Furthermore, the law is not an end in itself. The law, coupled with the empowerment of the Holy Spirit, is a means to bear the fruits of the Spirit, which Paul outlines in the previous chapter. Therefore, the work that Paul is referring to is those transformational practices that allow the community to be bound together in unity – to be the hands and feet of Christ. Some may do this by following the law, and some may not, but their “work” should produce a cruciform life of self-giving love for one another, their community, and the world.

  • How do you cultivate love, joy, peace, patience, kindness, goodness, faithfulness, gentleness, and self-control?

  • Can you recall a time when you were corrected with gentleness? How did you work through that correction?

Luke 10:1-11, 16-20

In this text, Jesus sends the seventy disciples out into the world to, as we might say, “Go in peace to love and serve the Lord.” While the Gospel of Luke recounts Jesus as giving more in-depth instructions than what is articulated in the dismissal that is vibrantly uttered by our deacons after the Sunday morning worship service, the overall sentiment is there. These numerous instructions regarding how long one should stay in a town or home and the many disciples being sent out are connected to the urgency of the proclaimed message, which is the news that the Kingdom of G-d has come near. The disciples should not waste time, but be urgent in sharing the Good News, and so should we. The good news of the kingdom of G-d coming near is that the broken will find wholeness, the lonely will be restored to the community, the captive will be set free, and all wrongs will be righted. The disciples return home overjoyed because the good news of G-d’s reign did not return void. It can be challenging for our 21st-century brains; the language of demons and Satan can trip us up. However, the point is that whoever or whatever, whether it be persons, beings, systems, or structures, is antithetical to the Gospel cannot withstand the reign of G-d.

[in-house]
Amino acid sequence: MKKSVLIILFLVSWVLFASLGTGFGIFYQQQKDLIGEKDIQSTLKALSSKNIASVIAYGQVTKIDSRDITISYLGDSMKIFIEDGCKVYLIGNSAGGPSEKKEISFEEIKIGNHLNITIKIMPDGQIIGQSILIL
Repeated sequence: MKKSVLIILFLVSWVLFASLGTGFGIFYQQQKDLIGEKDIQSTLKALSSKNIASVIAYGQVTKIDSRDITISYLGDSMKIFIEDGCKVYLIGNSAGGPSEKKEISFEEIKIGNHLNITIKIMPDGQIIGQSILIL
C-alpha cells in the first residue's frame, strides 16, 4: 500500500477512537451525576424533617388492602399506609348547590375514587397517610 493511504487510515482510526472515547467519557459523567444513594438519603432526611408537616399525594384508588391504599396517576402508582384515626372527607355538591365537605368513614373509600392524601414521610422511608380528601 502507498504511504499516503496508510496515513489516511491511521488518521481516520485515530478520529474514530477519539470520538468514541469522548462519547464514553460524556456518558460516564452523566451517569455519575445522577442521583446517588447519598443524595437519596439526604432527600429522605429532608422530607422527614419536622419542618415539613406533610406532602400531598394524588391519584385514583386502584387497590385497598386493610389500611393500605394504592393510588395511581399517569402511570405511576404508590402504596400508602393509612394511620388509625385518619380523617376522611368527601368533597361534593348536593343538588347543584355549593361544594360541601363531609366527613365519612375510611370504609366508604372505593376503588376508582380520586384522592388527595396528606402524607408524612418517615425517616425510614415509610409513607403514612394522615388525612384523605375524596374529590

• Does this story in the Gospel of Luke reframe how you understand the sending at the end of the service?

  • What does it mean for you to be sent out into the world in peace to love and serve the Lord?